Georgia (5-1, 2-1 SEC) similarly dropped from No. 3 to 10th in the national rankings after Saturday’s 20-17 double-overtime defeat at the hands of the three-loss Gamecocks. But the Bulldogs can take some solace in that that Florida team represents just one of many examples of great teams of the past overcoming inexplicable failings – including Georgia itself.
“We had that conversation in the locker room after the game,” coach Kirby Smart said of all the Bulldogs’ goals still being attainable. “This is not the first time we've had to deal with this. Each year, we’ve had to deal with it at different times from different opponents. (The players) acknowledge that. They understand.”
The formula is simple: Georgia simply can’t lose again.
It’s one that many others have followed.
Only once this century has an Eastern Division team reached the SEC Championship game undefeated, and that was the 2009 Gators. Other than that, every team has had at least one loss, including the past two Georgia teams.
Skeptics will point out that the Bulldogs’ defeats the previous two seasons were more defensible. They fell on the road to No. 13 LSU (36-17) last year and to 10th-ranked Auburn in 2017.
But some great Georgia teams have had face plants similar to one Saturday and gone on to record great seasons:
- The 2012 team, which finished five yards from a national championship shot in a loss to Alabama in the SEC title game, lost to South Carolina 35-7 in Columbia in October that season.
- The 2007 team that would finish 11-2 and ranked No. 2 in the nation lost 35-14 to an unheralded Tennessee team and nearly lost to Vanderbilt the following week.
- The 2002 SEC championship team that would finish 13-1 with a No. 3 final ranking lost to a Florida squad that was 8-5 that season.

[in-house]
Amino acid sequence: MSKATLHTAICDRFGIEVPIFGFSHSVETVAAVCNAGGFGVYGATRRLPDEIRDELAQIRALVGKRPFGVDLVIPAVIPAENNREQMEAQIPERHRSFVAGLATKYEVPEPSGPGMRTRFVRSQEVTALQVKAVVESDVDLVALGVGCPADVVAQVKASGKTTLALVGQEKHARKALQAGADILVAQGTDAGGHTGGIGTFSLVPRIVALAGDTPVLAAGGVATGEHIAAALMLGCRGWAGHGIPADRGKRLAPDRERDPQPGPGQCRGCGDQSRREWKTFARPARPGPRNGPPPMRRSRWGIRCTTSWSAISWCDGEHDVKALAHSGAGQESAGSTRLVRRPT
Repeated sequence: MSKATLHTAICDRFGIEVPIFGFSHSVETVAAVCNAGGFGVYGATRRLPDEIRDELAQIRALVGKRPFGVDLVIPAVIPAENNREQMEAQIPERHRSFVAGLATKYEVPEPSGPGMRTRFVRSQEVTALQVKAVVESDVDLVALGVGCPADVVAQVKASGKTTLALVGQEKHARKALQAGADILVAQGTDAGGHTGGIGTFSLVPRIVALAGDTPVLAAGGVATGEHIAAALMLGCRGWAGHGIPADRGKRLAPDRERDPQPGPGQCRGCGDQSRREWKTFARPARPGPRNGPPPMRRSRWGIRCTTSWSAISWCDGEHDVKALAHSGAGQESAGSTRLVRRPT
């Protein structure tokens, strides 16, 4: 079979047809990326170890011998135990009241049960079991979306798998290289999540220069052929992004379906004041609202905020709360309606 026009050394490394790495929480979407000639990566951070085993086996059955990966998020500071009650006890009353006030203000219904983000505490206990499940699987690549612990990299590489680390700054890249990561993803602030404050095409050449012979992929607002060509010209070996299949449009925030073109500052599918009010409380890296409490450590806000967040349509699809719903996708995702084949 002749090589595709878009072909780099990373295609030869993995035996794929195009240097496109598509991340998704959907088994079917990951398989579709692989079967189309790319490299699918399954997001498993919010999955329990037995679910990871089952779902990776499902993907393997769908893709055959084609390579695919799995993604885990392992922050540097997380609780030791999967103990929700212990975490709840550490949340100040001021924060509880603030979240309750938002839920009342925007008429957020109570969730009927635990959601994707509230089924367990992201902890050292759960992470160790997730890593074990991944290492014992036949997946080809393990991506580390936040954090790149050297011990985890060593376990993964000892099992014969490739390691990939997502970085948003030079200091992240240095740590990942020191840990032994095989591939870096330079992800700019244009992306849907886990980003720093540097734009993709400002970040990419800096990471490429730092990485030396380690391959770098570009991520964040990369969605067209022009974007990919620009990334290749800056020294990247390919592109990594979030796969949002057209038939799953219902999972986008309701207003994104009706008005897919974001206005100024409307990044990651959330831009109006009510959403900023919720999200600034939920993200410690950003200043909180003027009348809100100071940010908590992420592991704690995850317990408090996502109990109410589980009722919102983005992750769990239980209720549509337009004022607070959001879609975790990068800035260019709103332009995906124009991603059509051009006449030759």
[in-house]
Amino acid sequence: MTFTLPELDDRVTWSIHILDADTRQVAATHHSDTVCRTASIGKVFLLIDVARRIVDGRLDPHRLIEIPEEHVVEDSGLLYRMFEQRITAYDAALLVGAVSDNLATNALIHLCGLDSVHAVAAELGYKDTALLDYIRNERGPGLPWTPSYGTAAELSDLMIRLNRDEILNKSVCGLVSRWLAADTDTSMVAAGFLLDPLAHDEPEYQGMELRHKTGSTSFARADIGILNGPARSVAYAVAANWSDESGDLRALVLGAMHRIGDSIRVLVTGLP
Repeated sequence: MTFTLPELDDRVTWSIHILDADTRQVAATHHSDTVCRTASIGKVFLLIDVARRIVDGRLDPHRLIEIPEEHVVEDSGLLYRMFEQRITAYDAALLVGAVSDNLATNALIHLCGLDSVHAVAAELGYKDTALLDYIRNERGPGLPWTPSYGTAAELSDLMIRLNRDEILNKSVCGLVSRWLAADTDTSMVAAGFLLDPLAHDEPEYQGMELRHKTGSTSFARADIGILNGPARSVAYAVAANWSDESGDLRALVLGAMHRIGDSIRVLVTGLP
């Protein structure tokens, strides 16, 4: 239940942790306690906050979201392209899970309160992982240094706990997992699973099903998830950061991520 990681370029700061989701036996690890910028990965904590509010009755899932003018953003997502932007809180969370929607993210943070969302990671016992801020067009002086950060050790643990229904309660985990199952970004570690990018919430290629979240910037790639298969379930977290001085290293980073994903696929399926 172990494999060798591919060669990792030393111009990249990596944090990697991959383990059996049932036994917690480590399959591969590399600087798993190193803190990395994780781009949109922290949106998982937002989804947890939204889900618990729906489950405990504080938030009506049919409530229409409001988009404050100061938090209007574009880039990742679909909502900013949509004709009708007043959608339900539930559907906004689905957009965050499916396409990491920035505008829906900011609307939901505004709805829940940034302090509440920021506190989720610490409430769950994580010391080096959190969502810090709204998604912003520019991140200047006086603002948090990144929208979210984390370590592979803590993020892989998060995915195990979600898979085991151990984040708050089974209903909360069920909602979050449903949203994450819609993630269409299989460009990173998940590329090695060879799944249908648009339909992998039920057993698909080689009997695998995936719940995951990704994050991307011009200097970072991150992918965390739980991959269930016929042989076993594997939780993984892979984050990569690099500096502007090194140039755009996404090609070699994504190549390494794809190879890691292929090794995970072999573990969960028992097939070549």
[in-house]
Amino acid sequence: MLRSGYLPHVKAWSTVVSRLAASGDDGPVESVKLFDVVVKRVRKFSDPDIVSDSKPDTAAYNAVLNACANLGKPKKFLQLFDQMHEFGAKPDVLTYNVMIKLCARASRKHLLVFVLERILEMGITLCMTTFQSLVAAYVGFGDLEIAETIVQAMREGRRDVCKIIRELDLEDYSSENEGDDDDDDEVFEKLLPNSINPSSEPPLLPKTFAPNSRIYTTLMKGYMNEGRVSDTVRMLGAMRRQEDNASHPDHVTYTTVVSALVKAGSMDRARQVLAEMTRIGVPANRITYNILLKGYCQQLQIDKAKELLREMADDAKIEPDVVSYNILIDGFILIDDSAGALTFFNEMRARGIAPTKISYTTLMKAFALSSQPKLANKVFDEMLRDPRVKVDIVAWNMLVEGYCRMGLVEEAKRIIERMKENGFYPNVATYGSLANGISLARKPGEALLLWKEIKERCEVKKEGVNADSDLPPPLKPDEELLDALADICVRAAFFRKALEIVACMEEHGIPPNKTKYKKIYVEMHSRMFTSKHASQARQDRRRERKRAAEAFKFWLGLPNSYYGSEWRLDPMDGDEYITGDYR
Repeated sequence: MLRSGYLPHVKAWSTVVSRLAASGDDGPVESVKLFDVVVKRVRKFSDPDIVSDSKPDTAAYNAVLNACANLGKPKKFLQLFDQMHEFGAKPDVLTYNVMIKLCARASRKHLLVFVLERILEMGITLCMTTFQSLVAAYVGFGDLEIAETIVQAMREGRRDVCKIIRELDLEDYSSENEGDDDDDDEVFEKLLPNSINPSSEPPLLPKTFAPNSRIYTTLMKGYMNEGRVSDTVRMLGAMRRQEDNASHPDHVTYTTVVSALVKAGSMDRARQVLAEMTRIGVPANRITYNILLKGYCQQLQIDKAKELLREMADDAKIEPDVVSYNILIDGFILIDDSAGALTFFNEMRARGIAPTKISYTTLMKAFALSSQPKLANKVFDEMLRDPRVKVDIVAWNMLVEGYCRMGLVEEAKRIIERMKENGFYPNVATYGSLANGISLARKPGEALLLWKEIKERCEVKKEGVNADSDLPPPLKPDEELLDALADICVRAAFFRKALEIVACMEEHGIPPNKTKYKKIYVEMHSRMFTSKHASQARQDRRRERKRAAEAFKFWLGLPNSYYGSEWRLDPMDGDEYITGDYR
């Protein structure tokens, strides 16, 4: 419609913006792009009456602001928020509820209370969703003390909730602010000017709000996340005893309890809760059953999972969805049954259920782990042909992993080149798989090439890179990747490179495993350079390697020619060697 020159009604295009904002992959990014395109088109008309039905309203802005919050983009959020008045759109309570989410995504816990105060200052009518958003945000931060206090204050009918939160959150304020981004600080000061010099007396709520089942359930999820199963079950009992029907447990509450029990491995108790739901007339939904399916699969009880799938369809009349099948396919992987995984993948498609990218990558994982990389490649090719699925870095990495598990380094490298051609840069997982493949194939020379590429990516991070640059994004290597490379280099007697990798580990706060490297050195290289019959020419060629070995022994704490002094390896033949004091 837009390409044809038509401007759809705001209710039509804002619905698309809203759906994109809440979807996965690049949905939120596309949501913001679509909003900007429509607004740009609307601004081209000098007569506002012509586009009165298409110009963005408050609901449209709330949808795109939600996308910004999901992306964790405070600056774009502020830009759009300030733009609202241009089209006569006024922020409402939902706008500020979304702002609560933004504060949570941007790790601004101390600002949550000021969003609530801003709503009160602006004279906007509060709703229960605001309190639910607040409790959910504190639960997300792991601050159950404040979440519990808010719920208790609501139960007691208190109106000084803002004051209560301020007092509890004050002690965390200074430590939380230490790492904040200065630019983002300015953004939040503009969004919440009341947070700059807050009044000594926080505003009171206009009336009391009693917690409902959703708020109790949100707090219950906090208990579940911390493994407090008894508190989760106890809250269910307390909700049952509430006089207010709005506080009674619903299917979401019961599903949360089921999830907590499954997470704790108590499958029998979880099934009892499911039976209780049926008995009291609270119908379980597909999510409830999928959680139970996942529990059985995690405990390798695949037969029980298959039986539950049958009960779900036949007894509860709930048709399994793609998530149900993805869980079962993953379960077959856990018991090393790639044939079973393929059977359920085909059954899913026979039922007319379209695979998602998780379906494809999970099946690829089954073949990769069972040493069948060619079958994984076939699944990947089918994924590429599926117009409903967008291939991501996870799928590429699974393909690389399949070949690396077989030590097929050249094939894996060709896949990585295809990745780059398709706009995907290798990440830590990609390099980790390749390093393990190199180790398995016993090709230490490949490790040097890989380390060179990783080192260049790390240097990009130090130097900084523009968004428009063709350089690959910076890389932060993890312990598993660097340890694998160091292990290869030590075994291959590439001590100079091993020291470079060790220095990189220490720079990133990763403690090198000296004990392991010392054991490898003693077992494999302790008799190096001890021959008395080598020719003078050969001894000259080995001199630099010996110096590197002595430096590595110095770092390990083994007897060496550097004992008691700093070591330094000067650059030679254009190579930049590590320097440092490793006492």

That’s just this century. Georgia’s 1976 SEC championship team lost to an Ole Miss team that was 5-6 that season, and the ’68 SEC champions tied a Houston team at Sanford Stadium that won only six games that season.
As former UGA coach Vince Dooley used to say, “a team is not defined by how it gets knocked down, but in how it gets back up.”
As corny as that sounds, the Bulldogs’ ability to buy into that concept likely will determine how they do from here.
They’re definitely espousing the philosophy.
“Some people are kind of freaking out about (losing), but we can learn a lot from it and get better after a loss,” senior tight end Charlie Woerner said. “I think we’re going to come out and be ready to practice and be really motivated because the team knows that everything is not lost. … We’ve got something to prove.”
That was the attitude of Tebow’s Gators in 2008. What happened to the Clemson Tigers of 2016 might be even more relevant.
Quarterback Deshaun Watson threw three interceptions as No. 2 Clemson suffered a stunning 43-42 loss at home to a Pitt team that would finish 8-5. Those same Tigers hung on to beat Alabama 35-31 to claim to the 2016 national championship.
That’s not to say that the 2019 Bulldogs are destined for a similar fate. Serious flaws were exposed not only in the loss to South Carolina, but in some of the wins that preceded it. How Georgia addresses those shortcomings and the attitude it displays while doing so will determine which direction it goes from here.
The first indications of how it’s doing to that end will come at 6 p.m. Saturday, when the Bulldogs play host to Kentucky (3-3, 1-3). It's another opponent over which Georgia is favored by more than three touchdowns.
“That’s more important than talking about the rest of the year,” Smart said. “We have to correct our mistakes, and our guys have to focus on Kentucky. The most important thing for us is Kentucky and us getting better.”